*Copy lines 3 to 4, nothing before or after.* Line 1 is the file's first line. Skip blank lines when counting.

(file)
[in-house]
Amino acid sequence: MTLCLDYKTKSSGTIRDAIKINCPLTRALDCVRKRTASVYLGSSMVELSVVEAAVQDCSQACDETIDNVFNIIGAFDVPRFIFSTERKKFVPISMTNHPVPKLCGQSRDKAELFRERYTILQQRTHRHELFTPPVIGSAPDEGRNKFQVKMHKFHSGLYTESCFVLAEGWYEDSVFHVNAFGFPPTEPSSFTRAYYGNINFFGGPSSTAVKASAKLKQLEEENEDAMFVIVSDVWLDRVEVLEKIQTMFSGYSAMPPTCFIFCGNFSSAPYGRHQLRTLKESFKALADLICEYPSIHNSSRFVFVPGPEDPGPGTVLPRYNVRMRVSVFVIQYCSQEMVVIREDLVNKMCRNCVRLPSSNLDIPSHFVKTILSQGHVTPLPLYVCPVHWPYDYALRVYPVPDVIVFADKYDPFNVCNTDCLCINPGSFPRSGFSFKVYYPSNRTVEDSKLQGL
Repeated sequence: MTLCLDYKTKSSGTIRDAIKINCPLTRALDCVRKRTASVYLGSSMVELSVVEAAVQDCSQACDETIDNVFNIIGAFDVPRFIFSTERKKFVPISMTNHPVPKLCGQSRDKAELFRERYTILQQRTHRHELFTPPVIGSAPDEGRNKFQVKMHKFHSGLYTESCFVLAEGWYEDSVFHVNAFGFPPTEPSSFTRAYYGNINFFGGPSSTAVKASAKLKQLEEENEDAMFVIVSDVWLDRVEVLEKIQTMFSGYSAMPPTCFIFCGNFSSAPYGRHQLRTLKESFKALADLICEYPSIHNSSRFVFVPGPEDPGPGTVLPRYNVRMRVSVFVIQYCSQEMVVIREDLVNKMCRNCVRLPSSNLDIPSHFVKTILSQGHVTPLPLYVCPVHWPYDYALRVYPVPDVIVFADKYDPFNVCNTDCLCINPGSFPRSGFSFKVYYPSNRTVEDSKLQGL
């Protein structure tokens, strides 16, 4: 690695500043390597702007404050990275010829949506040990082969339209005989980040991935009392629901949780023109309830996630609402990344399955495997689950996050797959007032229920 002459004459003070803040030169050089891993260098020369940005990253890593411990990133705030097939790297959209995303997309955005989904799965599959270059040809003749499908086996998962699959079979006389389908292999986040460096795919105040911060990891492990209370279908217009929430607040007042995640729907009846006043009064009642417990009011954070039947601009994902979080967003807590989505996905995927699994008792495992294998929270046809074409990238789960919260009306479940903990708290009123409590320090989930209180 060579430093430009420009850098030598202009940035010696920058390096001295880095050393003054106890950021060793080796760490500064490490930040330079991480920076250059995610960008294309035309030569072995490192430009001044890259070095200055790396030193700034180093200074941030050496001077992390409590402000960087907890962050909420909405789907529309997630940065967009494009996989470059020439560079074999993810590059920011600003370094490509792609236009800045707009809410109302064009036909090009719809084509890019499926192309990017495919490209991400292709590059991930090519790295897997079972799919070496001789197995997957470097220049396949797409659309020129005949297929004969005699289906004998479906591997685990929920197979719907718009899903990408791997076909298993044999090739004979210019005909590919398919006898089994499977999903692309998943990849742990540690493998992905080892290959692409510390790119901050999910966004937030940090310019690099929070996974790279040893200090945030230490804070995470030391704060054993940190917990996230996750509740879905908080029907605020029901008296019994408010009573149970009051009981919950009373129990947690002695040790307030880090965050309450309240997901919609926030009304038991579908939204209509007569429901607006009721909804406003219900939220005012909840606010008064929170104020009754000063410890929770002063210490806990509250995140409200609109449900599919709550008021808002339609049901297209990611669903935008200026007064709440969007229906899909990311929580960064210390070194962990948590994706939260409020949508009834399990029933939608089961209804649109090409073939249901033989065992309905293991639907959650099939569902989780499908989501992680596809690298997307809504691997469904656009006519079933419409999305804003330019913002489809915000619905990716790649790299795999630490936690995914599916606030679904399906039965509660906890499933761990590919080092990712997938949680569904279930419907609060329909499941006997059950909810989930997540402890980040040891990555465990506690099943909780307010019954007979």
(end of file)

Repeated sequence: MTLCLDYKTKSSGTIRDAIKINCPLTRALDCVRKRTASVYLGSSMVELSVVEAAVQDCSQACDETIDNVFNIIGAFDVPRFIFSTERKKFVPISMTNHPVPKLCGQSRDKAELFRERYTILQQRTHRHELFTPPVIGSAPDEGRNKFQVKMHKFHSGLYTESCFVLAEGWYEDSVFHVNAFGFPPTEPSSFTRAYYGNINFFGGPSSTAVKASAKLKQLEEENEDAMFVIVSDVWLDRVEVLEKIQTMFSGYSAMPPTCFIFCGNFSSAPYGRHQLRTLKESFKALADLICEYPSIHNSSRFVFVPGPEDPGPGTVLPRYNVRMRVSVFVIQYCSQEMVVIREDLVNKMCRNCVRLPSSNLDIPSHFVKTILSQGHVTPLPLYVCPVHWPYDYALRVYPVPDVIVFADKYDPFNVCNTDCLCINPGSFPRSGFSFKVYYPSNRTVEDSKLQGL
């Protein structure tokens, strides 16, 4: 690695500043390597702007404050990275010829949506040990082969339209005989980040991935009392629901949780023109309830996630609402990344399955495997689950996050797959007032229920 002459004459003070803040030169050089891993260098020369940005990253890593411990990133705030097939790297959209995303997309955005989904799965599959270059040809003749499908086996998962699959079979006389389908292999986040460096795919105040911060990891492990209370279908217009929430607040007042995640729907009846006043009064009642417990009011954070039947601009994902979080967003807590989505996905995927699994008792495992294998929270046809074409990238789960919260009306479940903990708290009123409590320090989930209180 060579430093430009420009850098030598202009940035010696920058390096001295880095050393003054106890950021060793080796760490500064490490930040330079991480920076250059995610960008294309035309030569072995490192430009001044890259070095200055790396030193700034180093200074941030050496001077992390409590402000960087907890962050909420909405789907529309997630940065967009494009996989470059020439560079074999993810590059920011600003370094490509792609236009800045707009809410109302064009036909090009719809084509890019499926192309990017495919490209991400292709590059991930090519790295897997079972799919070496001789197995997957470097220049396949797409659309020129005949297929004969005699289906004998479906591997685990929920197979719907718009899903990408791997076909298993044999090739004979210019005909590919398919006898089994499977999903692309998943990849742990540690493998992905080892290959692409510390790119901050999910966004937030940090310019690099929070996974790279040893200090945030230490804070995470030391704060054993940190917990996230996750509740879905908080029907605020029901008296019994408010009573149970009051009981919950009373129990947690002695040790307030880090965050309450309240997901919609926030009304038991579908939204209509007569429901607006009721909804406003219900939220005012909840606010008064929170104020009754000063410890929770002063210490806990509250995140409200609109449900599919709550008021808002339609049901297209990611669903935008200026007064709440969007229906899909990311929580960064210390070194962990948590994706939260409020949508009834399990029933939608089961209804649109090409073939249901033989065992309905293991639907959650099939569902989780499908989501992680596809690298997307809504691997469904656009006519079933419409999305804003330019913002489809915000619905990716790649790299795999630490936690995914599916606030679904399906039965509660906890499933761990590919080092990712997938949680569904279930419907609060329909499941006997059950909810989930997540402890980040040891990555465990506690099943909780307010019954007979």